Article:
Fueled by improving sales and traffic levels and growing optimism among restaurant operators, the National Restaurant Association’s comprehensive index of restaurant activity rose sharply in March. The Association’s Restaurant Performance Index (RPI) stood at 100.5 in March, up 1.4 percent from February and its strongest level since September 2007. In addition, the RPI rose above 100 for the first time in 29 months, which signifies expansion in the index of key industry indicators.
“The RPI’s solid performance in March was driven by improvements among both the current-situation and forward-looking indicators,” said Hudson Riehle, senior vice president of the Research and Knowledge Group for the Association. “Restaurant operators reported net gains in both same-store sales and customer traffic in March, the first time in 31 months that both indicators stood in positive territory.”
“In addition, restaurant operators are increasingly optimistic about growth in sales and staffing levels in the months ahead, while their outlook for the economy soared to its strongest level in five years,” Riehle added.
The RPI – a monthly composite index that tracks the health of and outlook for the U.S. restaurant industry – is constructed so that the health of the restaurant industry is measured in relation to a steady-state level of 100. Index values above 100 indicate that key industry indicators are in a period of expansion, while index values below 100 represent a period of contraction for key industry indicators. The RPI consists of two components, the Current Situation Index and the Expectations Index.
The Current Situation Index, which measures current trends in four industry indicators (same-store sales, traffic, labor and capital expenditures), stood at 99.0 in March – up a solid 2.4 percent from February’s level of 96.7. Although the same-store sales and traffic indicators turned positive in March, the labor and capital expenditure indicators continued to lag behind, which led to an overall reading below 100 for the Current Situation Index.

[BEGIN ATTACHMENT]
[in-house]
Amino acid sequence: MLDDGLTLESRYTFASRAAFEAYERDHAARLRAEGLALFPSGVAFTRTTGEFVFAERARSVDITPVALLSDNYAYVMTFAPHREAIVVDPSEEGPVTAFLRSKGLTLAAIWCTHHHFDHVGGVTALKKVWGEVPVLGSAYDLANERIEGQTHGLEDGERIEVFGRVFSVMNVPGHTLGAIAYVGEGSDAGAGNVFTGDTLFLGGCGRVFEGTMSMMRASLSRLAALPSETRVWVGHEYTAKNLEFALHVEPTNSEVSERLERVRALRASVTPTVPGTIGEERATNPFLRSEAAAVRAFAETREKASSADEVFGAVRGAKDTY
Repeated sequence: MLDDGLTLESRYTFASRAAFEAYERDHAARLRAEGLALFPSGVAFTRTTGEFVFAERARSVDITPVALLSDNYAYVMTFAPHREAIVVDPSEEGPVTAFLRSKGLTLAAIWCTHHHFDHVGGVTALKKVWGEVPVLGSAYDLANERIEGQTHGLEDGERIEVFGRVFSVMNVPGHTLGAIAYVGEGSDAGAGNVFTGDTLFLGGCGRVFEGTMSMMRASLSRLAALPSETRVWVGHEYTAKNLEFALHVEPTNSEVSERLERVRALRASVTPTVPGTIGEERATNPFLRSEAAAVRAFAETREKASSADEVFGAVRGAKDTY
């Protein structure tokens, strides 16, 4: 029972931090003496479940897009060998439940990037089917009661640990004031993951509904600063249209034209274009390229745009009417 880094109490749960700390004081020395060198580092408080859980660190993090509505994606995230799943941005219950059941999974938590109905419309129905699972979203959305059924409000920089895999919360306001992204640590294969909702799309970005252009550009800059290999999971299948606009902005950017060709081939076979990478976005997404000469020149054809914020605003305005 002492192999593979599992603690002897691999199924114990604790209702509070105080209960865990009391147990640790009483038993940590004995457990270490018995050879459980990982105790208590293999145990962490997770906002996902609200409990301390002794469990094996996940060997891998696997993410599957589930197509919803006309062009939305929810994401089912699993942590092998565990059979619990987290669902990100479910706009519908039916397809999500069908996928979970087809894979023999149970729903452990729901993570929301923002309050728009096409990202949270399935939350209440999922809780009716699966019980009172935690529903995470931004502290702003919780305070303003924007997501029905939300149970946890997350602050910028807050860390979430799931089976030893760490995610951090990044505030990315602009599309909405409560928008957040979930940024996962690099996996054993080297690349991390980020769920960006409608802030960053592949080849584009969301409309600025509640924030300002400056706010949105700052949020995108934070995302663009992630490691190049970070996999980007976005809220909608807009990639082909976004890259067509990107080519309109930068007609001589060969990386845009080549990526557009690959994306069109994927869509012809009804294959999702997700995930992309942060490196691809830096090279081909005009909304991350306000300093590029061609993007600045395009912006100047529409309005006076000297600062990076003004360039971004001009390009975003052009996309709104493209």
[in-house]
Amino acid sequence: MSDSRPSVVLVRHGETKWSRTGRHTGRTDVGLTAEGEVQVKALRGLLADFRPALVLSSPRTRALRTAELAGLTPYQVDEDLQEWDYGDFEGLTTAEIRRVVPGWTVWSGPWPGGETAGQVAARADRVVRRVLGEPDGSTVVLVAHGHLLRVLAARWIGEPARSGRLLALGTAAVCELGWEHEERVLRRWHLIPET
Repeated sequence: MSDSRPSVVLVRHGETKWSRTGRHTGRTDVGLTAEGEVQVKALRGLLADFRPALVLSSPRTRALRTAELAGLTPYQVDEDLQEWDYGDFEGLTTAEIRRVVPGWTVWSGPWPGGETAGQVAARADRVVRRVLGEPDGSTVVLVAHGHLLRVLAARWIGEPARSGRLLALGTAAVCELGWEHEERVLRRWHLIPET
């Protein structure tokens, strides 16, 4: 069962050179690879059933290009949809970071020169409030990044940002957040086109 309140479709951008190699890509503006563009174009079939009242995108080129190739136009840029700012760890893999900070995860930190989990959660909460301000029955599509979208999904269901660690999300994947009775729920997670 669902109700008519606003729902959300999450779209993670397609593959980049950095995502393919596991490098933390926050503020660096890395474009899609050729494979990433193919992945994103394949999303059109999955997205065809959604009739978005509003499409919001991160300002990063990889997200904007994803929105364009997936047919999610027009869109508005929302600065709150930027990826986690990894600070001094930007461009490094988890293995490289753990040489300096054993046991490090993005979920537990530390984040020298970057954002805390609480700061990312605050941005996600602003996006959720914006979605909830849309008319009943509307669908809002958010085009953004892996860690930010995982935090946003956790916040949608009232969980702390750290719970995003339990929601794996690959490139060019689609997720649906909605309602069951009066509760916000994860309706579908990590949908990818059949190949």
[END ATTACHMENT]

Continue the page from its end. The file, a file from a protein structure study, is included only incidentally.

For the first time in 22 months, restaurant operators reported net positive same-store sales. Forty-three percent of restaurant operators reported a same-store sales gain between March 2009 and March 2010, up from 28 percent of operators who reported higher sales in February. In comparison, only 36 percent of operators reported a same-store sales decline in March, well below the 57 percent of operators who reported negative sales in February.
Restaurant operators also reported a net increase in customer traffic in March, the first positive reading in 31 months. Forty-one percent of restaurant operators reported an increase in customer traffic between March 2009 and March 2010, up from 25 percent who reported higher customer traffic in February. Thirty-six percent of operators reported a traffic decline in March, down from 55 percent who reported lower traffic in February.
Along with improving sales and traffic performances, restaurant operators reported a moderate uptick in capital spending. Thirty-six percent of operators said they made a capital expenditure for equipment, expansion or remodeling during the last three months, up from 30 percent last month and the highest level in five months.